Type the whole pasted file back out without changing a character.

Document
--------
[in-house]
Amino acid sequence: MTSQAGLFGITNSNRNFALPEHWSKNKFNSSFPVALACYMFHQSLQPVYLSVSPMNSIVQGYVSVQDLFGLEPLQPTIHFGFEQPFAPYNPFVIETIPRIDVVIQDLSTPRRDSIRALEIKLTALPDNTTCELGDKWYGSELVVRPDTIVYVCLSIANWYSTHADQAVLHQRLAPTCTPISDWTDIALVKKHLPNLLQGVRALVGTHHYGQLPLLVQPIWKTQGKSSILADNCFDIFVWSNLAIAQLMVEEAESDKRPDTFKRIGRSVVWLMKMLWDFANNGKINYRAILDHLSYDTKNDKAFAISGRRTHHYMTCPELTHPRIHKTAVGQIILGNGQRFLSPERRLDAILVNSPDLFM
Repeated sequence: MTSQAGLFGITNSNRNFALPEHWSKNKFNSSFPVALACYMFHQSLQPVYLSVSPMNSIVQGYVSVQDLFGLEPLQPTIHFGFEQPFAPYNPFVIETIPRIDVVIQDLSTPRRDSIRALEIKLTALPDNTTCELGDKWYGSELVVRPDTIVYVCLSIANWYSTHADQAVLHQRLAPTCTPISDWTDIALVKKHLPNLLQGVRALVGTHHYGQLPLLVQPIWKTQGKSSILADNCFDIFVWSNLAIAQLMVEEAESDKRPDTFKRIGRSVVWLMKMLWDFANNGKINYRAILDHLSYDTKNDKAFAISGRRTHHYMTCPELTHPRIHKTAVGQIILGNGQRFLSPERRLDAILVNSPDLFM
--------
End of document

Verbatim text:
[in-house]
Amino acid sequence: MTSQAGLFGITNSNRNFALPEHWSKNKFNSSFPVALACYMFHQSLQPVYLSVSPMNSIVQGYVSVQDLFGLEPLQPTIHFGFEQPFAPYNPFVIETIPRIDVVIQDLSTPRRDSIRALEIKLTALPDNTTCELGDKWYGSELVVRPDTIVYVCLSIANWYSTHADQAVLHQRLAPTCTPISDWTDIALVKKHLPNLLQGVRALVGTHHYGQLPLLVQPIWKTQGKSSILADNCFDIFVWSNLAIAQLMVEEAESDKRPDTFKRIGRSVVWLMKMLWDFANNGKINYRAILDHLSYDTKNDKAFAISGRRTHHYMTCPELTHPRIHKTAVGQIILGNGQRFLSPERRLDAILVNSPDLFM
Repeated sequence: MTSQAGLFGITNSNRNFALPEHWSKNKFNSSFPVALACYMFHQSLQPVYLSVSPMNSIVQGYVSVQDLFGLEPLQPTIHFGFEQPFAPYNPFVIETIPRIDVVIQDLSTPRRDSIRALEIKLTALPDNTTCELGDKWYGSELVVRPDTIVYVCLSIANWYSTHADQAVLHQRLAPTCTPISDWTDIALVKKHLPNLLQGVRALVGTHHYGQLPLLVQPIWKTQGKSSILADNCFDIFVWSNLAIAQLMVEEAESDKRPDTFKRIGRSVVWLMKMLWDFANNGKINYRAILDHLSYDTKNDKAFAISGRRTHHYMTCPELTHPRIHKTAVGQIILGNGQRFLSPERRLDAILVNSPDLFM